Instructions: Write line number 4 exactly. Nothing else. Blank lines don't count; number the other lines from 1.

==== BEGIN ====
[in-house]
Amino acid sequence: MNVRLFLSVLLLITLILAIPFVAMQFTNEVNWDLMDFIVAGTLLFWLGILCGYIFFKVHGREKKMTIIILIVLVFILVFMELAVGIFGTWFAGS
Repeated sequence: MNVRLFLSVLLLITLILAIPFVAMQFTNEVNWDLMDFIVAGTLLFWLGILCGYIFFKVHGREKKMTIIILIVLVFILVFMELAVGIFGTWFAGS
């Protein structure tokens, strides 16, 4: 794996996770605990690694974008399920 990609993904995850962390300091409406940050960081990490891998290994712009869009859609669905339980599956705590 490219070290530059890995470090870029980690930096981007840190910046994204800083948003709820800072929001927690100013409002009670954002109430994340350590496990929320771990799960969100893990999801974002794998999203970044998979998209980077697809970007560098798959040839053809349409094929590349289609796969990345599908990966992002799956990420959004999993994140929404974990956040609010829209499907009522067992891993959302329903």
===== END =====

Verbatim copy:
């Protein structure tokens, strides 16, 4: 794996996770605990690694974008399920 990609993904995850962390300091409406940050960081990490891998290994712009869009859609669905339980599956705590 490219070290530059890995470090870029980690930096981007840190910046994204800083948003709820800072929001927690100013409002009670954002109430994340350590496990929320771990799960969100893990999801974002794998999203970044998979998209980077697809970007560098798959040839053809349409094929590349289609796969990345599908990966992002799956990420959004999993994140929404974990956040609010829209499907009522067992891993959302329903």